June 17, 2001 11:00 pm

By T.L. Petersen

Observer Staff Writer

ELGIN Phyllis Hopkins had to pause a moment.

Im 80 I have to stop and think 88, the long-time Summerville resident said.

Stopping to think wasnt an issue, though, when Hopkins took center stage Saturday afternoon in the role of a great-great-great-grandmother telling stories about July 3, 1778, in Pennsylvania.

Hopkins monologue, A Bit of History, was just one of a lineup of music, comedy and performances given in downtown Elgin to Riverfest visitors.

Families, young people, dogs, town residents and distant visitors all stopped to listen and enjoy the sunshine.

It is a great day, agreed Robert Warmath, manning a stand where free ice water, balloons and information about the Elgin Baptist Church were available. Warmath, the churchs pastor, was on hand to help tie balloon strings to little wrists and offer cheery encouragement.

Maureen Smolkowski was still plenty cheerful even hours after the finish of the Riverfest 5K fun run and walk.

I won, I won, Smolkowski beamed, and then added honestly that she won her division, the Little Old Woman Division in which she had been the only entrant.

Just as soon as they could see us at the finish line, we jogged, Smolkowski said with a smile.

Not too bad for someone who had stomach surgery in April and knee surgery last year.

Fourteen entrants, from high schoolers on up, competed in the 5K, said Jared Rogers, and everybody finished a winner with at least a door prize.

Rogers son, Brian, home from medical school in Milwaukee, Wis., had planned to run in the first Riverfest half-marathon. But when no other long-distance runners were at the starting line, he decided to run the 5K.

Brian Rogers finished first, his father said, right in front of his former Elgin High School running coach, Larry Kurtz.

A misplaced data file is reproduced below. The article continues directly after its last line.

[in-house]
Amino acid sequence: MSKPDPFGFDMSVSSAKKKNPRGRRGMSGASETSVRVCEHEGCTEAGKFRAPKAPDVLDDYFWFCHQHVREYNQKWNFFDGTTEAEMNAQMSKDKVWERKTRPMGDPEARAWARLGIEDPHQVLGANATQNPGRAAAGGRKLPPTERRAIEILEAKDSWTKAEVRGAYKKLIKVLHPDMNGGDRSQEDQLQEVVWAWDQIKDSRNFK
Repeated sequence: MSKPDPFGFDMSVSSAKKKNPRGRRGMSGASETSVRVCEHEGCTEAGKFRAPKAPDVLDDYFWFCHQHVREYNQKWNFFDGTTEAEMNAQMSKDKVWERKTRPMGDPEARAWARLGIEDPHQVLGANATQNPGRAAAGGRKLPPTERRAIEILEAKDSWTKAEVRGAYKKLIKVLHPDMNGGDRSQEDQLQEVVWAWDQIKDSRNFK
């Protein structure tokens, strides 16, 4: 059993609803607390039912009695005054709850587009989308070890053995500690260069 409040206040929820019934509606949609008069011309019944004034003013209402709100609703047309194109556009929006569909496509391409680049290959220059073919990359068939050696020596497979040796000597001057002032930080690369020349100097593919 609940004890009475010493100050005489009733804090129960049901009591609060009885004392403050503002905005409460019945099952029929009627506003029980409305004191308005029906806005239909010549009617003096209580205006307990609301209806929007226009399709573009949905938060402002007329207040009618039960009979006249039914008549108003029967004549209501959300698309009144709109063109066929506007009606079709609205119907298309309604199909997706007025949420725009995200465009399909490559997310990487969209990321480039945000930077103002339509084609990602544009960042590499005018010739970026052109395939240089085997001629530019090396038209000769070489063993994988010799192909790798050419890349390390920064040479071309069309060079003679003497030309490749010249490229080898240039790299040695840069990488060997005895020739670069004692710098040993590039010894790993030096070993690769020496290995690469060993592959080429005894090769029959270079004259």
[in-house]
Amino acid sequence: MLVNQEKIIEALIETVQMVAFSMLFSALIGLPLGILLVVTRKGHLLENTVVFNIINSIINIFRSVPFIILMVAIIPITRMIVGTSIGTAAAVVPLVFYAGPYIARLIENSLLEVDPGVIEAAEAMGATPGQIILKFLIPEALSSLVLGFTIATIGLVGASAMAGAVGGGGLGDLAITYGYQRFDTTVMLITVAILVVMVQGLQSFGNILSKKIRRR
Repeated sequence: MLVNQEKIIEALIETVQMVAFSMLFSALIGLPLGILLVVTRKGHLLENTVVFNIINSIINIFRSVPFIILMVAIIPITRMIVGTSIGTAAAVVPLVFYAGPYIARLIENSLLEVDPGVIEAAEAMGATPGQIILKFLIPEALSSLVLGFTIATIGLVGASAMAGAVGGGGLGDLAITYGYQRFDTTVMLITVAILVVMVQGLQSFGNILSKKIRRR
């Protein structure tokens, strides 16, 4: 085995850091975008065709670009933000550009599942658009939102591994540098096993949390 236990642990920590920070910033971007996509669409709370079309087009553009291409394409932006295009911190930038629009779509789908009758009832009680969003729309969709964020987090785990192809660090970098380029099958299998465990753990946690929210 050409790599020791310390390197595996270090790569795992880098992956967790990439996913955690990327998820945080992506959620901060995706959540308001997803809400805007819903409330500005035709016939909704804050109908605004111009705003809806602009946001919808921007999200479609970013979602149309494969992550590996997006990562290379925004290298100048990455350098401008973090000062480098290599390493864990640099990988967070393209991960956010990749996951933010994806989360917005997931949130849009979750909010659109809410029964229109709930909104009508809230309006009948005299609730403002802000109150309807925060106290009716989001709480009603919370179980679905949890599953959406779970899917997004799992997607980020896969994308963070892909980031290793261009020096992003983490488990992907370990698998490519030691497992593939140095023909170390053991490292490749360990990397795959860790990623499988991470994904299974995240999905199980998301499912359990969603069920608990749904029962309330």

Everybody had a ball, Jared Rogers said, with plenty of winners in all sorts of classes determined at the finish line.

One sprained ankle marred the fun run.

A few of the runners even managed to eat breakfast at the fire hall before hitting the streets.

Estimates Saturday afternoon were that almost 200 people ate, giving a boost to the fire departments Christmas fund.

Back at the park, Annette Howell was pleased with the second Riverfest plant sale, sponsored by the Dirt Diggers Garden Club of Elgin and Imbler.

The clubs 20 to 25 members had dug up extra and unwanted plants, and were selling them Saturday for as little as a quarter at their booth.

By 11 a.m., nearly three-quarters of the plants and bulbs had been sold. Thats good news for the club, which is planning to leave Tuesday for a three-day trip to Oregon Gardens in Silverton and also hopes to buy five or seven more trees to add to the others already planted along 10th Street.

Howell hopes that the successful plant sale encourages more gardeners to join the three-year-old club, which meets monthly in Elgin. She urged gardeners and would-be gardeners to contact her about the club at the Elgin Library.

Across the street from the park, art was the topic of an intense contest. From works of wood art, to photography and painting, visitors to the art show were handed ballots to judge the Peoples Choice awards winners to be announced later.

With hours of music still ahead, it seemed just right to find a shady spot and settle down for a while longer.